How to Setup a Drum Kit

How to Setup a Drum KitGetting a new drum set is exciting for any inspiring drummer, kids and adults alike. You go to the store, pick out the one you like the best, and put the boxes in your car. The only problem is, once you get it home, someone has to put it together. Before you start searching for “drum lessons near me,” you should learn how to put your instrument together. Keep in mind for yourself that there is no correct way to set up your drums, as everyone’s setup will be different depending on their height, how far they can reach, and preferences. Here’s how to set up a drum kit.

Adjusting your stool

We recommend you set up your stool and adjust it to your preferred height before setting up anything else. The drums will also be adjusted to this same height. You want the stool’s height to be comfortable for you, but you also want to keep your quadriceps parallel to the floor so you can easily reach the pedals.

Attaching the kick drum

The kick drum, or bass drum, is likely the next drum you want to set up after getting your stool to the best height for you. You will press the pedal with your dominant foot, so be sure to set up the pedal either in front of your right foot or left foot. Check that the pedal is properly clamped on the kick drum hoop. You can’t adjust the kick drum, but you can change the space between where you’re sitting and where it sits. Make sure the drum is placed at a comfortable distance from you. Don’t set it too close to you, or playing it will cause your leg muscles to cramp.

Snare placement

The snare offers a wide variety of sounds depending on where you hit it. It should sit between your legs because you want to keep it close to you so you can easily hit the drum in the center or tap the rim. When adjusting the snare’s height, you can choose to keep it flat or tilt it away from you or towards you. You may find that your setup will change as you continue to play drums, and your preferences change.

Tom placement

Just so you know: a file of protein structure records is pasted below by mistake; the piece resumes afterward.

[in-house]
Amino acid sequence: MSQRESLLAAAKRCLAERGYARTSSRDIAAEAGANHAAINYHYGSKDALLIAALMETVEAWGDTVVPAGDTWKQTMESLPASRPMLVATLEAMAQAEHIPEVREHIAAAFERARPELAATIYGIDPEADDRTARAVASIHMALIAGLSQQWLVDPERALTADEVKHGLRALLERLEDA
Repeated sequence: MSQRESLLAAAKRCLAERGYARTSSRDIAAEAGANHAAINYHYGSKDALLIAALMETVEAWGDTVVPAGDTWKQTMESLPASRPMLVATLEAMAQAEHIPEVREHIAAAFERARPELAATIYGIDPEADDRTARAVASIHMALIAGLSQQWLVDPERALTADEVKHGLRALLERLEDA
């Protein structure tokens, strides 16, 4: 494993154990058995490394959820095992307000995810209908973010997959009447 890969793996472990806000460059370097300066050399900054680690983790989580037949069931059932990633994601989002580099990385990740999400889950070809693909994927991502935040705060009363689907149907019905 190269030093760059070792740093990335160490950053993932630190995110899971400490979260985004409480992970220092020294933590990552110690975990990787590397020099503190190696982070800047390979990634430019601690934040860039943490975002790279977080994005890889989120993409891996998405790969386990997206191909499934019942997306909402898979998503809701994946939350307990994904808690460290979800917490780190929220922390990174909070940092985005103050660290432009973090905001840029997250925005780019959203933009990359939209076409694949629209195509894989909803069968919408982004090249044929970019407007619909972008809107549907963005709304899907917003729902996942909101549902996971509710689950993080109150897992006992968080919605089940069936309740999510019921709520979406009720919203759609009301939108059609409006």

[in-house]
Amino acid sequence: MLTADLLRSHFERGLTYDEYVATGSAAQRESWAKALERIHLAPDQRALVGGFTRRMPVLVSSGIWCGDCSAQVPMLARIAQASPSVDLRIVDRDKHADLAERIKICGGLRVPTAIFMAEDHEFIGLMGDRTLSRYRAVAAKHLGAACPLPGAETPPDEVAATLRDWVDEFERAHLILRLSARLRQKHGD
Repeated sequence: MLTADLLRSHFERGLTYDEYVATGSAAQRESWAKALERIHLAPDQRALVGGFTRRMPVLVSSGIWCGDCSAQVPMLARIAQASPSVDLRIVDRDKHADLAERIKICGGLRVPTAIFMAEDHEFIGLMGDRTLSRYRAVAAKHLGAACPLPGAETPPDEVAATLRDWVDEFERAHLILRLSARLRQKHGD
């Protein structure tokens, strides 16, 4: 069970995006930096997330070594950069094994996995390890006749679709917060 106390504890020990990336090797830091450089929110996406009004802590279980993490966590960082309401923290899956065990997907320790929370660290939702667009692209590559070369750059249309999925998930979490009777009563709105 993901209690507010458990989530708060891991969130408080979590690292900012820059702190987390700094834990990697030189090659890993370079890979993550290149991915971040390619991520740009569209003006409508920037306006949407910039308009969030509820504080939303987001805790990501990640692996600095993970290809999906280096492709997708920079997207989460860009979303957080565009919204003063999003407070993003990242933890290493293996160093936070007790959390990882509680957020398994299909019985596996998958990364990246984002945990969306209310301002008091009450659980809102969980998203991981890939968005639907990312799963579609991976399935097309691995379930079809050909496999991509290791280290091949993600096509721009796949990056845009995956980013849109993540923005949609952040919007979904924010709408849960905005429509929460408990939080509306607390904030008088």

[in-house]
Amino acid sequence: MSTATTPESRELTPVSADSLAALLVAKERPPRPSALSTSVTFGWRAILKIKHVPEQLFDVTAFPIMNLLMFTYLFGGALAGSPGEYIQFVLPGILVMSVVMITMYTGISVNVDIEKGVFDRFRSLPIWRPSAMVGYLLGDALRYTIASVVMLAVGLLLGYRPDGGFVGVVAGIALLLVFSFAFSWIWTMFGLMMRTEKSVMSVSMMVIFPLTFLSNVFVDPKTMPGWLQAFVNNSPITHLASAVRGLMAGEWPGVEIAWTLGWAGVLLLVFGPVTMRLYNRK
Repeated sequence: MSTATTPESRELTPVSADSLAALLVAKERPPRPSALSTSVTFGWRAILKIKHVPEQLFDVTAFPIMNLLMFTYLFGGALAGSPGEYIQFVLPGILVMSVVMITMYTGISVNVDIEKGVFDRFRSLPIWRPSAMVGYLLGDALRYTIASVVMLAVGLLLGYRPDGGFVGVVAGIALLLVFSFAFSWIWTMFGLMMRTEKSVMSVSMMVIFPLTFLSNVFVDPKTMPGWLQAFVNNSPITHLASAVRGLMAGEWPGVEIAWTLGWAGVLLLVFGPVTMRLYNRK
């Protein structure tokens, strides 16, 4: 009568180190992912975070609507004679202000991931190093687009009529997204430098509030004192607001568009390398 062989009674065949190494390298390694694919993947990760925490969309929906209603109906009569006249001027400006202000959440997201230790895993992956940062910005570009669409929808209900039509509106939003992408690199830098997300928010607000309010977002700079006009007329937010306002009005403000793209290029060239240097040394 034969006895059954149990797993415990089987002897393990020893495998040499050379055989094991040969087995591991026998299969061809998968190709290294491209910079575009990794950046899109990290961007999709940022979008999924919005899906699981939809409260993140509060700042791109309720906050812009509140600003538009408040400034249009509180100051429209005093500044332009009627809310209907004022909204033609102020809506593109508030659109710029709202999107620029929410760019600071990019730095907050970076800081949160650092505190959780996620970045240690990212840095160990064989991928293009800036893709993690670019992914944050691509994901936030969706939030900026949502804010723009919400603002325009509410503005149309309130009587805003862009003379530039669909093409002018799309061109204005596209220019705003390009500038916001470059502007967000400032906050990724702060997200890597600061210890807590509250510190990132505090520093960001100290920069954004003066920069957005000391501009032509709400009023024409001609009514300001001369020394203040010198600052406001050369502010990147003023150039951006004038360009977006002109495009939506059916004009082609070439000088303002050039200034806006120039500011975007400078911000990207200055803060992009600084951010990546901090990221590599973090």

Most drum kits will come with three tom drums. The hi and middle tom-toms usually sit over the kick drum. Depending on the drum kit you bought, you may have a tom arm drilled in the kick drum. This tom arm helps with mounting the drum over the kick drum. Make sure the arm is secure, and then put your tom-toms on the tom arm. Most drummers put the hi tom above the snare drum and then place the mid tom next to the hi tom. Again, make sure you can comfortably reach the tom-toms from where you’re sitting on the stool. The third tom, the floor tom, stands on its own and typically sits below the mid tom.

Setting up the hi-hat

Next, you need to settle on a location for your hi-hat. For right-handed players, the hi-hat gets placed to the left of your snare drum. If you’re a left-handed player, it will sit to the right of your snare drum. While you can bang on the hi-hat cymbals, the hi-hat is usually played using its foot pedal. Make sure the pedal sits a comfortable distance from you.

Setting up the cymbals

No drum kit is complete without the cymbals! Where should you place yours? There are two standard cymbals: ride and crash. The ride cymbal is struck on the top, so most players place their ride cymbal near the floor tom. You can play the crash cymbal by hitting it on the edge with your drumstick. Most players place the crash cymbal near the hi-hat but have the cymbal adjusted, so it hangs over the hi-hat.

Something to keep in mind

Drums are more involved than other popular instruments as your drum kit has more components to move than a violin or a keyboard. Let your child take their time in getting to know their drums and creating a comfortable setup or you can also have a drum teacher assist. They will discover their preferred drum layout in no time and will take responsibility for their instrument, so you won’t need to always set it up for them.

Ready to start drumming?

Now that you know how to get your child’s drum kit set up, it’s time to start playing and learning about the best practice techniques to improve drum play! Are you ready to find a teacher who will match your child’s passion? At Lessons In Your Home, our instructors are thoroughly vetted, professional, and passionate about music. Our teachers will come right to your home for every lesson, plus we offer virtual music lessons, too. Our online music lessons are taught by local music teachers who plan their lessons to suit your child. Contact us today to learn more.

How to Setup a Drum Kit

Leave a Reply